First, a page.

Rites of passage are the special rituals held in a variety of cultures. The main objective of these rituals is to establish the transition of a person from one stage of life to another and the transformation of their roles, duties, ways of thinking. During the rites of passage of some cultures, the bodies of the participants are also transformed – the participants can undergo circumcisions, scarification, have their bodies tattooed or pierced.
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Traditionally, rites of passage include three main phases, such as separation, transition, and incorporation (Haviland, Prins, Walrath, and McBride 302). The rite of passage discussed in this paper comes from the culture of the Ogiek tribe that dwells in Kenya, Africa.
The ritual targets boys and girls of 14 to 16 years old. The males and females are initiated separately. The first stage of the ritual is circumcision. After that, the initiates are to live separately from the rest of the tribe in the wilderness for one or several months. This I the separation phase – the initiated individuals are temporarily isolated from the rest of the community or a tribe. During the initiation, the young Ogiek cover themselves in white clay to resemble wild animals and are haunted by a mysterious wild beast that roars in the night.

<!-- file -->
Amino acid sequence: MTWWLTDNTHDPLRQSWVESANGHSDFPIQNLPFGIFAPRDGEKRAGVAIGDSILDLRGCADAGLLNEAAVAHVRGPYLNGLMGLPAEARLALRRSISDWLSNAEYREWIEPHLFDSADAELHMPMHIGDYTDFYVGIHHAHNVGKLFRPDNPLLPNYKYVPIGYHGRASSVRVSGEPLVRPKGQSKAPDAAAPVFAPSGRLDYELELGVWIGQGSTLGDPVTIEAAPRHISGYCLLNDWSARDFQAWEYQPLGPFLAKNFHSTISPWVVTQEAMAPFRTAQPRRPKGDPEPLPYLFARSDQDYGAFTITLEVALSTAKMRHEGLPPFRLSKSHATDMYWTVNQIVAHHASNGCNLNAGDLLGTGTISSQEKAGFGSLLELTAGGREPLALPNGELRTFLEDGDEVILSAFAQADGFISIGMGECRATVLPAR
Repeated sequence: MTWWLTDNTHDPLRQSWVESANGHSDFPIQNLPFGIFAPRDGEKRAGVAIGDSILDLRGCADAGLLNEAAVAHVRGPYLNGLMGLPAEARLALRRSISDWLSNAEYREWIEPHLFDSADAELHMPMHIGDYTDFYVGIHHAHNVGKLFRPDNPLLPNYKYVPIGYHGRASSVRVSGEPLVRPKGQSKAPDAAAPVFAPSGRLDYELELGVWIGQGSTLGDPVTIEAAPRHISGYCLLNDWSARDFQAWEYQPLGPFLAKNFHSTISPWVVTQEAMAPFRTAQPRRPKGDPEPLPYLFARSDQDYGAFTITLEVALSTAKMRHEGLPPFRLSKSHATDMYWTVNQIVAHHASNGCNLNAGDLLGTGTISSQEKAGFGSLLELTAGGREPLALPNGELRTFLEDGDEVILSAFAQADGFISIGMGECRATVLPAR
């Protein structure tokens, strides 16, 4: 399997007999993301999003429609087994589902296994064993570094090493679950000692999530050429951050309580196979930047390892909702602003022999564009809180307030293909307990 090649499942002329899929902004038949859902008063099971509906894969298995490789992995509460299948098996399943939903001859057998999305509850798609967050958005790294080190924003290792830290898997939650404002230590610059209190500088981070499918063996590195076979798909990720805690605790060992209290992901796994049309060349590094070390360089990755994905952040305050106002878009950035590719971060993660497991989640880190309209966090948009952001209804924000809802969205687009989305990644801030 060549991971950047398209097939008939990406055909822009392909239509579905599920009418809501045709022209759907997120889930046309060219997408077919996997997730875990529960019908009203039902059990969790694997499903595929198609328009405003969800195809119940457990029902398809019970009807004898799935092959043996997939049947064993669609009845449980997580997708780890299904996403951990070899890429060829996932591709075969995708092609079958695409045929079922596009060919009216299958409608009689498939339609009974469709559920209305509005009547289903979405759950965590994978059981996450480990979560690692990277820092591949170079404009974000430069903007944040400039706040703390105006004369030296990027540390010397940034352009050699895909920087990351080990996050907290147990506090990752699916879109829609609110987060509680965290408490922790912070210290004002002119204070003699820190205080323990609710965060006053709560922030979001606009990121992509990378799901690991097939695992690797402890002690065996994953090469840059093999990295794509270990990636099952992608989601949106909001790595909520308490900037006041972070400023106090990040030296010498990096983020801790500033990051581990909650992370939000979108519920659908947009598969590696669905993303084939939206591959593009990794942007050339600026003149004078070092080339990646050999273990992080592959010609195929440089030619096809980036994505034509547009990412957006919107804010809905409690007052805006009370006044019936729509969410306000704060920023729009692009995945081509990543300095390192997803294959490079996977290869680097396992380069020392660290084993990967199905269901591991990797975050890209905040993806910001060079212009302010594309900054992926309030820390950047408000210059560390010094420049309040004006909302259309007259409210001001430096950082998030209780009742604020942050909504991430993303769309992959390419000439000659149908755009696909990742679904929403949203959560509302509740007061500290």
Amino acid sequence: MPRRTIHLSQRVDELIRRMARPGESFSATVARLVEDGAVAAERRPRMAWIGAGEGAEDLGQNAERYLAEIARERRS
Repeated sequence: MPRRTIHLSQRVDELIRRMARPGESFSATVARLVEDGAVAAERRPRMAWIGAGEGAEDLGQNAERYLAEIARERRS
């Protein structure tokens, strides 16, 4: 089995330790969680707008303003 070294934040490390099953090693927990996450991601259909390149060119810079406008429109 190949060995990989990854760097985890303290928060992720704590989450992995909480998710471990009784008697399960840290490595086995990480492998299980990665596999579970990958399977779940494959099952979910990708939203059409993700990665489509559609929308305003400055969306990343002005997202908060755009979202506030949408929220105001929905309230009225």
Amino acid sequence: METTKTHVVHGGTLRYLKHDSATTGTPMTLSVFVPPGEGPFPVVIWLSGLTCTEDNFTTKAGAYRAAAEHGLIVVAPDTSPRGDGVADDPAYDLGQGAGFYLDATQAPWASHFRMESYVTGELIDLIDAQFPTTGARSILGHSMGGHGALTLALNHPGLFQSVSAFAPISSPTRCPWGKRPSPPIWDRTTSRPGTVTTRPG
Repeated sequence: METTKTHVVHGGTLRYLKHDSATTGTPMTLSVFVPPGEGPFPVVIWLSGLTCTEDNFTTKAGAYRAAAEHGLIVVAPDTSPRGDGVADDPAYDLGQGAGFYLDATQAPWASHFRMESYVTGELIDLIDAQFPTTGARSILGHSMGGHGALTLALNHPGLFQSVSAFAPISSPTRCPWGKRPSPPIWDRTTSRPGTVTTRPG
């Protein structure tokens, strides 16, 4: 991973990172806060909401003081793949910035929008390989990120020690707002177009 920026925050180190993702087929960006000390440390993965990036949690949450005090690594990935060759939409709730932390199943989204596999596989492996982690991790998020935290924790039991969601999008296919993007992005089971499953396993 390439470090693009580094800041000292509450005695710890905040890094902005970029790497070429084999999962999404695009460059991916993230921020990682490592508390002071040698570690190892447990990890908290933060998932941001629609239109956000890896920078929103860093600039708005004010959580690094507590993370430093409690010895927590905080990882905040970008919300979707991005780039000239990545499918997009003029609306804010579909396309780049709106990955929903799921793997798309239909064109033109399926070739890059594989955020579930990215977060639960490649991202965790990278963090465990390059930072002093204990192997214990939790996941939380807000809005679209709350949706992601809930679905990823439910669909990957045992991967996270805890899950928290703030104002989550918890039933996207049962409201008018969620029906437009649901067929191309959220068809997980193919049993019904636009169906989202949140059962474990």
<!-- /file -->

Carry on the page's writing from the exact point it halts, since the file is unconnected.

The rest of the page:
The roar is artificially created by the elders of the tribe. This is the transition phase – the individuals undergo a trial or a test of some kind where they need to demonstrate certain qualities such as bravery, endurance, and strength. The separation and the transition phases are merged together in this rite of passage. The initiates are incorporated back into their tribe after they meet with the elders and get to hold the instrument, which is used to produce the roar and are allowed to use it themselves.
To sum up, the Ogiek rite of passage for teenage boys and girls includes separation, transition, and incorporation phases and is held in order to test the readiness of the young people to become adults and deal with the responsibilities and challenges of the adult life.
Haviland, William A., Harald E.L. Prins, Dana Walrath, Bunny McBride. The Essence of Anthropology. 3rd ed. Boston: Cengage Learning, 2013. Print.